(1) Charter. Fiduciaries of qualified plans need to understand what the committee charter provides. Are the responsibilities articulated in the charter limited to qualified plans only? If so, is it better for the organization to expand the committee’s scope of oversight to other benefits?
(2) Check the Plan Document. Many investment committees are also the Plan Administrator, as named fiduciary under the plan. If so, is some committee education necessary? For example, should legal counsel distribute plan provisions that specifically reference Plan Administrator responsibilities so committee members can become more familiar with their responsibilities under the plan?
(3) Participant Claims. ERISA fiduciaries are responsible for establishing and maintaining reasonable claims procedures. A portion of each committee meeting may need to be reserved for reviewing any and all inquiries and claims raised by participants. Legal counsel should address how those claims should be responded to under Department of Labor regulations.
(4) Administrative Review. Committees may want to schedule a portion of each meeting to address how the administration of the plan works, focusing on potential problem areas, such as timing of contributions, definition of compensation, and vesting and matching contribution calculations.
(5) Nonqualified Plans. Although most nonqualified deferred compensation plans are exempt from ERISA, to the extent the plan is not, plan fiduciaries would have similar duties as they have with respect to qualified plans. Moreover, even if the plan is not subject to ERISA fiduciary duties, many of the administrative issues that affect qualified plans will affect non-qualified plans too. And, ensuring that plans comply with the strict requirements of Code Section 409A may be appropriate for a committee as well.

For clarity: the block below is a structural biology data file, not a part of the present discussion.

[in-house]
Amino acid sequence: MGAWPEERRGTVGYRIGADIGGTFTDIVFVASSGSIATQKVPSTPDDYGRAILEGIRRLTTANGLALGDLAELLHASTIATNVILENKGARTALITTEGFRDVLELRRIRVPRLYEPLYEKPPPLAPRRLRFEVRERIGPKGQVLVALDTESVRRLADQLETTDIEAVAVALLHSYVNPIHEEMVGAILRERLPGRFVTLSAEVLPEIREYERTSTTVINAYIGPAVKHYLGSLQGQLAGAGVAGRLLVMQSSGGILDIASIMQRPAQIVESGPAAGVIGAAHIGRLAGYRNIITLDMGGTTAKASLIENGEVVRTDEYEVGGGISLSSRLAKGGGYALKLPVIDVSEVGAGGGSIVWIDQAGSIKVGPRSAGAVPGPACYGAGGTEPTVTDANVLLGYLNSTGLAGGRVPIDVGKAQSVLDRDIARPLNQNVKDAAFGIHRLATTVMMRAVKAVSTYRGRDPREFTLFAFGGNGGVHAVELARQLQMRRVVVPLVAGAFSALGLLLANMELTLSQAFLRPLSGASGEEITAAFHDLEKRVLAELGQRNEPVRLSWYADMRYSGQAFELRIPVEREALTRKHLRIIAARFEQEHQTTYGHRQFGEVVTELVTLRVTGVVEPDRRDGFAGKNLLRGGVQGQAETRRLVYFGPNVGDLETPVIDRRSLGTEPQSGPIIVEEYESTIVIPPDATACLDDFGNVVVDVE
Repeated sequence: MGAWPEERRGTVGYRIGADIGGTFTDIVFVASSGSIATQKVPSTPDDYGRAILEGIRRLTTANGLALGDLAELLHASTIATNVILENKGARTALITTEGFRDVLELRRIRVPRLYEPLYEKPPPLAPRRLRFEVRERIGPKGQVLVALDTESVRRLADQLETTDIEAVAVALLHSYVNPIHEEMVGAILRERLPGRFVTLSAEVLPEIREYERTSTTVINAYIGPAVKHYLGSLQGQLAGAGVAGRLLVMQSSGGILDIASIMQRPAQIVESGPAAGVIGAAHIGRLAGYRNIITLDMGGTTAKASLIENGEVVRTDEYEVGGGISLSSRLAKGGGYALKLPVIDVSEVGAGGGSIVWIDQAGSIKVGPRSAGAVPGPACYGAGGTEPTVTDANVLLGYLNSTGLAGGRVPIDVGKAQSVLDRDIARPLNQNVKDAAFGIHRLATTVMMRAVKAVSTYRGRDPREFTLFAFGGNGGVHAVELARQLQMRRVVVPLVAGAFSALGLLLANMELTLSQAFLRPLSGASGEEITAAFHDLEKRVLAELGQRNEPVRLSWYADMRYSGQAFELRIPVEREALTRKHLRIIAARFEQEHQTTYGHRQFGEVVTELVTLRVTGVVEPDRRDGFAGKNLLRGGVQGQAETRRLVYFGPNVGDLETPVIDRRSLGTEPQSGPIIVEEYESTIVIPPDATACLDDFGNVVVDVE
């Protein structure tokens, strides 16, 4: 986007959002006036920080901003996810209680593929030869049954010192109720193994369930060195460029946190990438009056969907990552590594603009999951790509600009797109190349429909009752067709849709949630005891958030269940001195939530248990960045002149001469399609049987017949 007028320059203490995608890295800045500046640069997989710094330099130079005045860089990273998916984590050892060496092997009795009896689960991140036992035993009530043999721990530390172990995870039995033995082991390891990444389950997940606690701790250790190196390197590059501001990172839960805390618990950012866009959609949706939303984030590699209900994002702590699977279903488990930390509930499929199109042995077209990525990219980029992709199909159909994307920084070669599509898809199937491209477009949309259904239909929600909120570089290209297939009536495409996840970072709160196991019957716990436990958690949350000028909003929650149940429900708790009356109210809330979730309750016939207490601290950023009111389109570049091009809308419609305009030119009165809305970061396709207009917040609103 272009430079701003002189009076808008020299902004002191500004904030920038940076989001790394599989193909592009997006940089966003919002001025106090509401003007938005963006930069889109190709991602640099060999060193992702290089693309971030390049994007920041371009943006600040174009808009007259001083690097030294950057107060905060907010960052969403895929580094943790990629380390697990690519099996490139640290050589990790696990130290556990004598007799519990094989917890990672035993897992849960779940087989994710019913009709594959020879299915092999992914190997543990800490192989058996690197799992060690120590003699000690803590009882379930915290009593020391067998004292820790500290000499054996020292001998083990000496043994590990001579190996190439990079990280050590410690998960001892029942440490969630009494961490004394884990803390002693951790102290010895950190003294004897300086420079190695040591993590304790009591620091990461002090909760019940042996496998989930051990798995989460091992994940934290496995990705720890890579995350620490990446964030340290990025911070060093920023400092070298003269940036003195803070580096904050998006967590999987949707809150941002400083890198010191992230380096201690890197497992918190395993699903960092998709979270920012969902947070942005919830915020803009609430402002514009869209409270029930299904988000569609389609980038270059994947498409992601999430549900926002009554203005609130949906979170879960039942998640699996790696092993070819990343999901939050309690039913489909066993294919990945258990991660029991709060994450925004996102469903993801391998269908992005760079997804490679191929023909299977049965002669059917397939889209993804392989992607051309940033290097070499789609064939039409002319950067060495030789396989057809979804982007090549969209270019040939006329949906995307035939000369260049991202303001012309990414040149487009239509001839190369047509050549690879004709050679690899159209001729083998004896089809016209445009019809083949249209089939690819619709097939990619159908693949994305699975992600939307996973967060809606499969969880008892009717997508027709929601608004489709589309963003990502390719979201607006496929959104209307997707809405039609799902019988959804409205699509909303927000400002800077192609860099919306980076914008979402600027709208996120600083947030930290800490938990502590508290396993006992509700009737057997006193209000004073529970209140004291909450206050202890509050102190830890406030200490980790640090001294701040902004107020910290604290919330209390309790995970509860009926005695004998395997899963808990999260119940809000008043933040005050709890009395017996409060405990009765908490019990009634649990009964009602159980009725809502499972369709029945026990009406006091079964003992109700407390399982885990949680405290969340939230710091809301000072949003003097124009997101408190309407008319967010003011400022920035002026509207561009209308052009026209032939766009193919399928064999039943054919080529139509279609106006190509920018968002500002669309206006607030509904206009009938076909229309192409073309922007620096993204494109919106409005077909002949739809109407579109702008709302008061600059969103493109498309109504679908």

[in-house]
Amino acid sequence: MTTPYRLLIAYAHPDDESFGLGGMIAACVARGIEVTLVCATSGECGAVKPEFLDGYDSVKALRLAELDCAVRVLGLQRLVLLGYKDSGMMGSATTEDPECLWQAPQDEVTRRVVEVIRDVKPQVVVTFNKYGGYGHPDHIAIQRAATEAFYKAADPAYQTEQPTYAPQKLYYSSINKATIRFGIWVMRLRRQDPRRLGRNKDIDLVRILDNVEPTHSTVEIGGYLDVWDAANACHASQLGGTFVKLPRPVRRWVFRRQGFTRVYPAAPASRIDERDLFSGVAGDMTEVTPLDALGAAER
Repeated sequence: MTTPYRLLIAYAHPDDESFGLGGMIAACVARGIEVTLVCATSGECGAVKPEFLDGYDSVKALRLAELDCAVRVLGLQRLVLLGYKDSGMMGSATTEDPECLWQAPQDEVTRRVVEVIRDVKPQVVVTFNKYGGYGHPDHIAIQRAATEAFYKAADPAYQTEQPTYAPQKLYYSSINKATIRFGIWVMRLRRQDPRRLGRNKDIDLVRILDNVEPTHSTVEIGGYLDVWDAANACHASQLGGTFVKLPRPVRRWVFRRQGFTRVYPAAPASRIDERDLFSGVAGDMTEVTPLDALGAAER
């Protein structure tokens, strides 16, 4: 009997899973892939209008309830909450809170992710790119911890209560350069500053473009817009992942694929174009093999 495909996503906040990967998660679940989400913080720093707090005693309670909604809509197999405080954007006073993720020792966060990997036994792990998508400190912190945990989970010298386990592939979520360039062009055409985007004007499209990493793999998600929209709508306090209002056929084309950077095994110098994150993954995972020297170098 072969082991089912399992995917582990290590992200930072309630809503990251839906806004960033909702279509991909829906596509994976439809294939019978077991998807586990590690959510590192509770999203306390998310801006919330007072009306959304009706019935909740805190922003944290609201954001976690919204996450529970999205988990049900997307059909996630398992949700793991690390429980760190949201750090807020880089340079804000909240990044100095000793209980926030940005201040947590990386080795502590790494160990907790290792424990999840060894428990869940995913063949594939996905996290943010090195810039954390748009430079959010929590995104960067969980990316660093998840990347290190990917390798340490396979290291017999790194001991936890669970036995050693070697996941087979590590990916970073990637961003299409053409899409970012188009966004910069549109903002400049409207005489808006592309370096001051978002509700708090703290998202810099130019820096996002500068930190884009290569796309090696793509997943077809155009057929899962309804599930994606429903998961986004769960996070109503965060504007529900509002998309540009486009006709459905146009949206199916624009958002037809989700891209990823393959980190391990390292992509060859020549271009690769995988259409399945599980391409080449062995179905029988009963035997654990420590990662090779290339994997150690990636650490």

(6) International Plans. The plan sponsor may maintain retirement plans in other countries that require a level of oversight. Also, fiduciaries should be aware of special circumstances, such as Puerto Rico plans. A committee member may want to start asking whether the organization maintains a centralized list of plans that may require oversight.
(7) Group Health Plans. If the company sponsors a group health plan (as is likely), someone at the company is responsible for ensuring ERISA compliance. For example, plan fiduciaries must ensure that plan terms are adhered to, monitor service providers and ensure compliance with the Affordable Care Act. Additional care needs to be taken if a health plan is self-insured, the company offers retiree medical benefits or has funding vehicles like Voluntary Employees’ Beneficiary Associations (VEBAs).
The bottom line is that the best committees will treat each meeting as a mini-compliance review of all aspects of the plan for which they are responsible. Even if all aspects of compliance cannot be addressed in the limited time allocated for meetings, the mindset of the committee may need to be expanded. Committees should look to their investment consultants and legal counsel to help make the most of their meetings, and should take care to see the whole field before taking action.